Teacher unions, governmnets, teachers, middle management, senior management, curriculm heads, parents. They all have a lot to say about education. The internet is lit up with education reform talks. Parents think teachers don't know what they are doing. Teachers who got left behind. Teachers who think they are brilliant but are not. Teachers who really are amazing. Governments who argue about more tests. Governments who argue about less tests. Teacher unions who argue against merit pay. Teachers who moan about middle management. Management who micromanages. Managments that don't do enough. Schools that sell themselves as excellent. Schools that really are excellent.

There is so much politics in education, on the small and large scale, that I am starting to wonder how many of the decision makers make their decisions based on the students and how many have ulterior motives. It is for this reason that my mini goals this week are as follows:
  1. Ask the students how they would like to learn about a topic. Work with their ideas to show them that their voice matters.
  2. Provide those students who clearly struggle to write in their books with an alternative method
  3. Encourage students to make mistakes. As is so typical, most students will leave an answer blank rather than guess, and then wait for me to put the answer on the board so they can make sure they got it 'right'. I need to encourage my students to learn from their mistakes.

Tuesday, February 14, 2012

Mini goals 2

This week has been the week of blogs. I have set up a class blog for my classes and so far it seems the kids (and the other staff) are intrigued enough to show some interest. It has resulted in a busy online week though. And reflection has occurred under a hot shower and on the drive to school. So my mini goals this week...
1. Flipped class trial 2 - too many online issues this week. I will need to try this again. I perhaps have a backup plan as there are still a few students who struggle to get internet access.
2. School involvement  - I need to know the kids well to be able to connect with them. Find that extra curricular activity...
3.  Plant a super lesson - Throw something at each class once this week that they never would have expected. Show them that science and maths breaks the boundaries.

Thursday, February 9, 2012

A Week of Why

I am trying to make my teaching more relevant. It is a work in progress. I am trying to choose examples that kids will actually use. I am trying to choose projects that apply to their lives. I am trying. Last week Simon Sinek inspired me to sell the why. That is, "people don't buy what you do, they buy why you do it".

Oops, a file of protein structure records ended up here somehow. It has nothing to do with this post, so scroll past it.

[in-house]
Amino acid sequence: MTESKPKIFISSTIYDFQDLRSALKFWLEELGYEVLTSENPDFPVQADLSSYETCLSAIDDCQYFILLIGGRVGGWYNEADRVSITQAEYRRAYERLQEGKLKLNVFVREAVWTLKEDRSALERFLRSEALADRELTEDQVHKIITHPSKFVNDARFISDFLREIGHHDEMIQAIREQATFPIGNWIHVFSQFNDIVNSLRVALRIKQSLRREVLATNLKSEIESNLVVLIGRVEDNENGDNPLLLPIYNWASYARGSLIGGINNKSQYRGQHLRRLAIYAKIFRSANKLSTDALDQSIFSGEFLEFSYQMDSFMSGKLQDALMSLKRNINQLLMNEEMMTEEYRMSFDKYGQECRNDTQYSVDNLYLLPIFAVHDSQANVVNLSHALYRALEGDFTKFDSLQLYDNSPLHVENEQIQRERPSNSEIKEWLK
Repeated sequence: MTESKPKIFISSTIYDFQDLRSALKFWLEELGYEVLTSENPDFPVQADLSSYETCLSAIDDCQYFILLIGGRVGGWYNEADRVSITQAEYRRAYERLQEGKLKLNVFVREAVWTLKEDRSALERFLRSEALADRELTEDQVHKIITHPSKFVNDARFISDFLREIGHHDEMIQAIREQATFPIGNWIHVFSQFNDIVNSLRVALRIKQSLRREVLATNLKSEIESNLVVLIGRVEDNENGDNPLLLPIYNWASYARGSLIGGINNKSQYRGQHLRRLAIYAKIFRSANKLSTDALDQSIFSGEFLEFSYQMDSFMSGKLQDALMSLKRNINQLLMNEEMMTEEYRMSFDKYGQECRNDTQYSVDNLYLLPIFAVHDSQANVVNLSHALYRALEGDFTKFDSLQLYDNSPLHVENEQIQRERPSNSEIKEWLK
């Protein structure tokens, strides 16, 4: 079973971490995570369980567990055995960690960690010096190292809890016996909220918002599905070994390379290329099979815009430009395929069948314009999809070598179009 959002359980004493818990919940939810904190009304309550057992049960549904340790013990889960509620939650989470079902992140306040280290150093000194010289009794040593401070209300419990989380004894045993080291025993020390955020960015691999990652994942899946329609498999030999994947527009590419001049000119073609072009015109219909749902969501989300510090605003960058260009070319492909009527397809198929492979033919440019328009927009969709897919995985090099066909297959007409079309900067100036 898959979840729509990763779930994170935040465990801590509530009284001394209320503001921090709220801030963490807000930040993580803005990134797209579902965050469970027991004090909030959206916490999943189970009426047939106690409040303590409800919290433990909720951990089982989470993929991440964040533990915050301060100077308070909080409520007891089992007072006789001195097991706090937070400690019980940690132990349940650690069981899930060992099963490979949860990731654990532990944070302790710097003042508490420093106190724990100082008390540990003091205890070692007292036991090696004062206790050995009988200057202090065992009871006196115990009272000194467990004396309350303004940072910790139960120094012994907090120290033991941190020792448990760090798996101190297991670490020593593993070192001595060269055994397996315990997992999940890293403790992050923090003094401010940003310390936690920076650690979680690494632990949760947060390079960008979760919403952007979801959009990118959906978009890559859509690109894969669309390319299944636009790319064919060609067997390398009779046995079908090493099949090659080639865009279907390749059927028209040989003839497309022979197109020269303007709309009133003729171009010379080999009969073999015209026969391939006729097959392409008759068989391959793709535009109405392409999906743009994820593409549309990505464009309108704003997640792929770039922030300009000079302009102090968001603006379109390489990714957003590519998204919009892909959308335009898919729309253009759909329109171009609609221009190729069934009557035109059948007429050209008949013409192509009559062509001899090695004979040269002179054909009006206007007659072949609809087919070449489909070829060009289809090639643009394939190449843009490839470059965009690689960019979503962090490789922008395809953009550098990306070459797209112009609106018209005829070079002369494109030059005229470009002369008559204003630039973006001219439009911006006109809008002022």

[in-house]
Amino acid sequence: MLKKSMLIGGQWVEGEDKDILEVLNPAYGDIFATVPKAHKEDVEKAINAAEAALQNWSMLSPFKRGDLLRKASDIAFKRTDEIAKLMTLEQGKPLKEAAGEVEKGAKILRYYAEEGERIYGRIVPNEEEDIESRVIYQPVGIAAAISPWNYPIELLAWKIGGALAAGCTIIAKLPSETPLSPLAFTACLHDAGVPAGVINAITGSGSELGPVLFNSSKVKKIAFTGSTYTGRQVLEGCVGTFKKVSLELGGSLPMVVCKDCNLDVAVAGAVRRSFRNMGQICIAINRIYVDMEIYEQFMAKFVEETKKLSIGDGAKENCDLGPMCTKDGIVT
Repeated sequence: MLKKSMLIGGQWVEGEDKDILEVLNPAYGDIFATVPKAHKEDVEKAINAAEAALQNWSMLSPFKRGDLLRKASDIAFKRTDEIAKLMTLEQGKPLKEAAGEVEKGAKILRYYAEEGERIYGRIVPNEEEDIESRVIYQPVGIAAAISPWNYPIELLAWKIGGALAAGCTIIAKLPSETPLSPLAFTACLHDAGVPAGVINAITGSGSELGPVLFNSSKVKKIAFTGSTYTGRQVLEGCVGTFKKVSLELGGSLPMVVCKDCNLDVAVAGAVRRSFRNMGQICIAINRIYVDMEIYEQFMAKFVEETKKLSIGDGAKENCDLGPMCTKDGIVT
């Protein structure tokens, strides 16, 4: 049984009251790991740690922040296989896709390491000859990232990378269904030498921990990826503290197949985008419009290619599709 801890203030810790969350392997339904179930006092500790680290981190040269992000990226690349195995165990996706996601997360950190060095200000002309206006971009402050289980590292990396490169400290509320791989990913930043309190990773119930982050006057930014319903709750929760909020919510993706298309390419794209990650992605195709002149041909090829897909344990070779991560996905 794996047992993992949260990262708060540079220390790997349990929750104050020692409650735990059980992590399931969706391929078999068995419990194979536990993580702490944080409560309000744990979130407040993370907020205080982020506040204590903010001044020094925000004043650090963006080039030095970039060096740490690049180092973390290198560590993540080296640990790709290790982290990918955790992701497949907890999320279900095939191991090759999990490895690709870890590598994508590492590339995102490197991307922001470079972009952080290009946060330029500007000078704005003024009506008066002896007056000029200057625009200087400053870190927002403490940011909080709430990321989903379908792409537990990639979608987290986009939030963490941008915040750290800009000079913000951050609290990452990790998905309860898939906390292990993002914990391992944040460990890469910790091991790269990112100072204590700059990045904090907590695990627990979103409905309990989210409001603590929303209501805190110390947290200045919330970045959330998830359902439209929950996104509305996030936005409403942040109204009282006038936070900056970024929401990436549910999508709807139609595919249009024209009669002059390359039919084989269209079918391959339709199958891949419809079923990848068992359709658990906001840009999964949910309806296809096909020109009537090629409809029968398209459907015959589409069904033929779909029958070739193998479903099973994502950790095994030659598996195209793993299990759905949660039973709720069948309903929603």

I am a work in progress. This week I have had a 'why' part to every lesson, I have even added a 'why' part to the top of my task sheets and maths exercises. As a result, I have started to question every part of my lessons. Why does it matter what I am doing? Why am I doing this activity? Why Why Why. I even dreamt in why this week. It has been a brutal week under my own personal scrutiny. The road to hell is paved with good intentions. Or in the case of teachers, bad grades and unhappy, disengaged students. Why does matter, but once you have sold the why, the how and what takes the place, and even if you have the right goal in mind, you need to deliver the goods. So now, I am not only asking myself why the work is relevant and important for the students to know, I am also asking myself what and how can I best present the information so that they see the relevance and learn the content. All of this whilst still keeping to the curricullum. I started this week on a high. I finish the week with a reality check. I need a great product to sell with a good marketing strategy to sell it with. Let the hard work begin.

Sunday, February 5, 2012

The Day the Earth Stood Still

Considering that there are 7 billion people on earth currently, and how many more before us, there are very few people who really change the world, whether it be for the better or the worse. Simon Sinek might not have changed the world, but in 18 minutes he changed mine. For my personal goal of making my teaching more relevant, this is just what I needed. It's all about the WHY.

I have a dream.

Friday, February 3, 2012

Mini Goals and Reflections - Week 1

Maths class 1995-2005 x5 lessons per week x40 school weeks in the year x12 years of school
Step 1: Come into class
Step 2: Copy theory
Step 3: Listen to explanation
Step 4: Complete practice questions
Step 5: Do homework

We need notes to remind us of what we have learnt. We need to practice questions to check our understanding . We need homework to ingrain what we have learnt. But does it have to be about Susie who went to the market to buy oranges with her pocket money? Why couldn't I use my own pocket money to buy the stuff I actually want and then see if I was more interested? I rather like the way Mr Meyer thinks in this video. Make the students watch as that water tank fills up, let them role their eyes at how long it is taking. Who wouldn't want to know the shortcut?

Goals for the week:
  1. Get students set up on either twitter (for maths class) or blogspot (for science class) - add links to easy to manage lists for future use. Elaborate about netiquette and safety by doing a SWOT analysis with class.
  2. Trial one flipped lesson. That means give students a short video to watch for homework and a simple activity to complete that relates directly.
  3. Get to know the students. Learn every name and two other things about each students' interests.